Click to enlarge

(Source: AEI)

The chart below displays the monthly first-time homebuyer percentage by agency. As shown, the share varies widely across agencies. 

Loans from the Federal Housing Administration are at the high end with a share consistently around 80%, while Freddie Mac is at the low end with a share of about 40%. 

Fannie Mae’s share has consistently tracked somewhat above Freddie’s and stood at 46% in March.

About half of Fannie’s higher share is due to its much greater volume of 97% LTV loans for first-time buyers relative to Freddie. These loans carry substantial risk and account for roughly half of the gap between Fannie’s MRI for first-time buyers (8.26% in March) and Freddie’s (6.95%).

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(Source: AEI)

The Combined FBMSI (which measures the share of first-time buyers for both government-guaranteed and private-sector mortgages) stood at an estimated 51% in March 2015. Consistent with the agency series, the broader combined share has varied seasonally but has displayed no trend over its 24-month history.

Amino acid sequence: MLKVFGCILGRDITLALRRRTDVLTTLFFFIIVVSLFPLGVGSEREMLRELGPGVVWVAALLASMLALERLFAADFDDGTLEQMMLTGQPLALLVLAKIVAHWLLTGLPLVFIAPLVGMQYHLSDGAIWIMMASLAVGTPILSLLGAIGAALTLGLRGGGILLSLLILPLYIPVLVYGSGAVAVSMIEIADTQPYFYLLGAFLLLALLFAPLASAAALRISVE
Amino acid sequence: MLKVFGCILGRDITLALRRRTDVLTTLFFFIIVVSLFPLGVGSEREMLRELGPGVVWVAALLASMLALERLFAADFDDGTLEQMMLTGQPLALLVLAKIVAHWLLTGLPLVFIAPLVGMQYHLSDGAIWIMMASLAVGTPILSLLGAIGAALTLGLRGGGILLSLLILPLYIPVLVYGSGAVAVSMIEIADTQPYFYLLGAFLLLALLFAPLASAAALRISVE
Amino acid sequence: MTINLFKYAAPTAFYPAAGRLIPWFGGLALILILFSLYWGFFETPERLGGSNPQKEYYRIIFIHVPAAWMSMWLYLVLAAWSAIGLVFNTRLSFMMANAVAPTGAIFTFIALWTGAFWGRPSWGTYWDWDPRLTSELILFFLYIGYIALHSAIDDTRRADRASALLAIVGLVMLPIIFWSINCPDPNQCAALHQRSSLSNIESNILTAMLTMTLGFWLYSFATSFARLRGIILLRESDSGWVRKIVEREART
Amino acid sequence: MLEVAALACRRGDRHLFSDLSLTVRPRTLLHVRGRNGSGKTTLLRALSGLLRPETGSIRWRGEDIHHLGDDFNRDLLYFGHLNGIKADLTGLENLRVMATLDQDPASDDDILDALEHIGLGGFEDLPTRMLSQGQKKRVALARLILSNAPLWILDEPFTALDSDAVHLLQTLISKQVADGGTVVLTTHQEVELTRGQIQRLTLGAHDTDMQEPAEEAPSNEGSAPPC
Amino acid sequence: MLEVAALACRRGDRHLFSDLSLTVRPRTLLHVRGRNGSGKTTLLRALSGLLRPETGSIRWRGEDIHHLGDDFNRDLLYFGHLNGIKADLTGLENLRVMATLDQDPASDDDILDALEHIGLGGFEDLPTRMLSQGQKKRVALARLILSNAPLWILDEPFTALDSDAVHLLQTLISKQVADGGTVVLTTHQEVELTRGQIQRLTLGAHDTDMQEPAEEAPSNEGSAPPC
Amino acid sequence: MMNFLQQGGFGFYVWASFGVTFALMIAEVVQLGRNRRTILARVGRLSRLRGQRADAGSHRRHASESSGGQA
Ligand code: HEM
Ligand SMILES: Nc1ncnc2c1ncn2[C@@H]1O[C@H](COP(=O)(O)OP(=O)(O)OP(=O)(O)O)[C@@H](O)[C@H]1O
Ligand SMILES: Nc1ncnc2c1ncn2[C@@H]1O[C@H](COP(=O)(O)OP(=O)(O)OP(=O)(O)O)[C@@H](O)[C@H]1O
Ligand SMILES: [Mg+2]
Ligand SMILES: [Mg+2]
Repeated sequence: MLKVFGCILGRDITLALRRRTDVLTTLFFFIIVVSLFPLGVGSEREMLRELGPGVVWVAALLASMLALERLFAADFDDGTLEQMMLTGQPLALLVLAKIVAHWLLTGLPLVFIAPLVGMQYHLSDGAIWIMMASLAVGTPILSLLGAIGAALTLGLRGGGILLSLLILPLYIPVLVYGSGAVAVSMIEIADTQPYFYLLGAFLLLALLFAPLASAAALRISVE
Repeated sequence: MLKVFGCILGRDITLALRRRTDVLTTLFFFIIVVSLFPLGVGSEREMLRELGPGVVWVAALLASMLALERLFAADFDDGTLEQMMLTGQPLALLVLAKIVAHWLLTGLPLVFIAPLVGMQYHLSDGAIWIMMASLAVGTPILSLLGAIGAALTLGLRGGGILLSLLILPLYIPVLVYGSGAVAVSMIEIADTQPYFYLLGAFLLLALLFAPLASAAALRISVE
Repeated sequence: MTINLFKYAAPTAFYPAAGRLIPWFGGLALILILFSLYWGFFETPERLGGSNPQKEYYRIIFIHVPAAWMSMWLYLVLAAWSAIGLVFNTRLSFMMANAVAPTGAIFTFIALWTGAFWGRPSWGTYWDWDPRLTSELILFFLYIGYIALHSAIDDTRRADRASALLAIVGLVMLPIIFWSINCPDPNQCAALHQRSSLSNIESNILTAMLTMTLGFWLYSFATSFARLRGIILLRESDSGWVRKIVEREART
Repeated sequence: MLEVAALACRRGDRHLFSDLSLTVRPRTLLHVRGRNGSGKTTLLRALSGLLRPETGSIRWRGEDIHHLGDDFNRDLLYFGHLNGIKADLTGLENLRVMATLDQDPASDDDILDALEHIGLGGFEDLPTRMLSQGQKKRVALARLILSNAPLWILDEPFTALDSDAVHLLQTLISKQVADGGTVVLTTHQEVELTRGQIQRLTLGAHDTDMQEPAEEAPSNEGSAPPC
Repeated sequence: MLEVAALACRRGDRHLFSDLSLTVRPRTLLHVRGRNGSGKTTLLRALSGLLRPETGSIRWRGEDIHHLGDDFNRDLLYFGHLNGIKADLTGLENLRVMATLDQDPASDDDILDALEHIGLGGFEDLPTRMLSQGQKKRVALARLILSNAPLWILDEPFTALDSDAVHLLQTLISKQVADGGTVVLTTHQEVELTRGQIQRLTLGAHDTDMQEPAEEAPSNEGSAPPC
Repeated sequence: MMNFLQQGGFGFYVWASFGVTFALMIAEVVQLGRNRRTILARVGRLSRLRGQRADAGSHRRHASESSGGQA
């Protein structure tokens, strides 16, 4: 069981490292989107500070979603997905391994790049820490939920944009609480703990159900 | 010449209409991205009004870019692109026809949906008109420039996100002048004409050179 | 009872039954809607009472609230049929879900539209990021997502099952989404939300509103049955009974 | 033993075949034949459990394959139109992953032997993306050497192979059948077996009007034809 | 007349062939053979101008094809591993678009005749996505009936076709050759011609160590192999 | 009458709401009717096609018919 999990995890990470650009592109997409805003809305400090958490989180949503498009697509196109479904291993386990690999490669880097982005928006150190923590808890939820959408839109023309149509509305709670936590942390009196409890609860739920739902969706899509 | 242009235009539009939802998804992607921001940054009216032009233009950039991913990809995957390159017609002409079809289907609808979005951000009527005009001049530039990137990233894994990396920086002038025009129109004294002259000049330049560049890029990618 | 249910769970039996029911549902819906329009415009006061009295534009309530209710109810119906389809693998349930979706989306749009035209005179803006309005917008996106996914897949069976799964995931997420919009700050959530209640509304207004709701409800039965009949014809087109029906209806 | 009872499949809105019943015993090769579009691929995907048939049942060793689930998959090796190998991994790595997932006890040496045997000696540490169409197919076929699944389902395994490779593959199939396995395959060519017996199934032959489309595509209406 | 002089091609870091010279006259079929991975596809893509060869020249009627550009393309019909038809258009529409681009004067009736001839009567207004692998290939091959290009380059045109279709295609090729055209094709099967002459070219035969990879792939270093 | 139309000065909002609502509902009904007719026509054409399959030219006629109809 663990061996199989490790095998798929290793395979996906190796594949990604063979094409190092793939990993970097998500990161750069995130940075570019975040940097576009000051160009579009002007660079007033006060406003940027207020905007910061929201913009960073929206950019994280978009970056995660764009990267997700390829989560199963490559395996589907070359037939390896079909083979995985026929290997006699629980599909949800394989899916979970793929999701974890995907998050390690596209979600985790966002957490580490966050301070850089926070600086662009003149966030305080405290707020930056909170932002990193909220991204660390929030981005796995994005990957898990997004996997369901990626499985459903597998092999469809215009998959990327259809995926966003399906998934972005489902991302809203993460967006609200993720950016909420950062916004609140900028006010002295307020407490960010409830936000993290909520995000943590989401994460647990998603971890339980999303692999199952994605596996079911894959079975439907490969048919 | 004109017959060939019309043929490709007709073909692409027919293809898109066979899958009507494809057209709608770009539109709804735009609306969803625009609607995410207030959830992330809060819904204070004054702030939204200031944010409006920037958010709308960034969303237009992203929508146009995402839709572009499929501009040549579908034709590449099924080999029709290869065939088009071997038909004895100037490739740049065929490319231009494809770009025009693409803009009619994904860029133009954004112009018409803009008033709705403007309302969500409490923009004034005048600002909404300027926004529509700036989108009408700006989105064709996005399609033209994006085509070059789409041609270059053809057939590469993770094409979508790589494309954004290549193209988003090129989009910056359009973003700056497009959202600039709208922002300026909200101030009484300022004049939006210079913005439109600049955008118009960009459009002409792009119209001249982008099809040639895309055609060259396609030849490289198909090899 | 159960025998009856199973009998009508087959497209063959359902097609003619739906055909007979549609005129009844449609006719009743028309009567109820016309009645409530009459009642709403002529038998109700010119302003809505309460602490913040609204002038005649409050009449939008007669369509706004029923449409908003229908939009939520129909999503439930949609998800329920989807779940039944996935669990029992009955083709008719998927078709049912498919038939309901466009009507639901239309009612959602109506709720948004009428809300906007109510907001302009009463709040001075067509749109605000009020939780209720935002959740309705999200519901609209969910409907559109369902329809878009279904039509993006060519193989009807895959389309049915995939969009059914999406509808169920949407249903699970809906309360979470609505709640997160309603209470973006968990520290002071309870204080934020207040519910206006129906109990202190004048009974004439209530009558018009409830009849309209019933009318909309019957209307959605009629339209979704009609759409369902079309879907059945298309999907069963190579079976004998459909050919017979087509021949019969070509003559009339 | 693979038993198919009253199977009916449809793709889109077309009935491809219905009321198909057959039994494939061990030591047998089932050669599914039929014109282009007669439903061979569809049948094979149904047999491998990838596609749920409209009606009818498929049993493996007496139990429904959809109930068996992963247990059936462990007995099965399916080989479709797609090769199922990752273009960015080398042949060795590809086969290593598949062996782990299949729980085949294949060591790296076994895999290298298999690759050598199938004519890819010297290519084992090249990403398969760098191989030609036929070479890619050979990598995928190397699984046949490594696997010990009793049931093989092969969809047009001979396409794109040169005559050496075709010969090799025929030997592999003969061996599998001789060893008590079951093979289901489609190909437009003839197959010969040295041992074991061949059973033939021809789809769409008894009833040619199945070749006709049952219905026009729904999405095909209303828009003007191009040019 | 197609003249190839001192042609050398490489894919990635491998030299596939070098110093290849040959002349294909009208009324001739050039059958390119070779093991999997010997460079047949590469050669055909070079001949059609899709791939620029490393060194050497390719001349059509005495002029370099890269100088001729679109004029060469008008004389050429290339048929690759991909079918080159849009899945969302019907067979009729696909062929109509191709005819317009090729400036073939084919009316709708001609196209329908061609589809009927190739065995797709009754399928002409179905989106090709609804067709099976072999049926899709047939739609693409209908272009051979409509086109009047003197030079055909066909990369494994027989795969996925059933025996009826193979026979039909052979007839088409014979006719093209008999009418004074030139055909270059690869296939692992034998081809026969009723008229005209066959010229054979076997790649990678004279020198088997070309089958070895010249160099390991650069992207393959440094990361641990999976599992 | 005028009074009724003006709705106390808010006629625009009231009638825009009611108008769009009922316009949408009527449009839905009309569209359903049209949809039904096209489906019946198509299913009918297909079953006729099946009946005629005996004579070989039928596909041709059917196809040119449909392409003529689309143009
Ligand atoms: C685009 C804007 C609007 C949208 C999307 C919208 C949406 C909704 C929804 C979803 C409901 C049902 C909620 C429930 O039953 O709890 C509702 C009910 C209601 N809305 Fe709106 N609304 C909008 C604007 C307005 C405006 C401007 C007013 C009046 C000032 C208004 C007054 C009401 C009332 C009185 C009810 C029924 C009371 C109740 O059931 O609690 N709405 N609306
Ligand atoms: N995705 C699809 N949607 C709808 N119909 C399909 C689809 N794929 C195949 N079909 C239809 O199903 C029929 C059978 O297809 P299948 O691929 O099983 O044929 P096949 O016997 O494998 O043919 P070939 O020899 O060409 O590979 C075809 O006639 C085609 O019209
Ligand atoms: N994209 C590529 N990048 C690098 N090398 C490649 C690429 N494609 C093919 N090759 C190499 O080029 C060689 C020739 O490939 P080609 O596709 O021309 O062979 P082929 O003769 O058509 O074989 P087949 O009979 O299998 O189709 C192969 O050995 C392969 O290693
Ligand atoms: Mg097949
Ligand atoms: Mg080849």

The number of primary owner-occupied purchase mortgages going to first-time buyers over the 6-month period of October 2014-March 2015 totaled an estimated 611,000, up 4½% from the 585,000 mortgages over the same 6-month period in 2013-2014. This increase in the Agency FTB Loan Count outpaced the 3½% rise in total agency purchase loan volume over the same period.

The Agency FBMSI is calculated, as noted above, from a nearly complete dataset of government-guaranteed home purchase loans, which greatly reduces the risk of sample error. The near-universe of included loans stands in contrast to the 2014 survey of homebuyers and sellers conducted by the National Association of Realtors, which was based on responses constituting only 0.2% of all purchase loans originated during the 12-month survey period and was voluntary, with responses received from only 9% of those mailed the 127-question survey.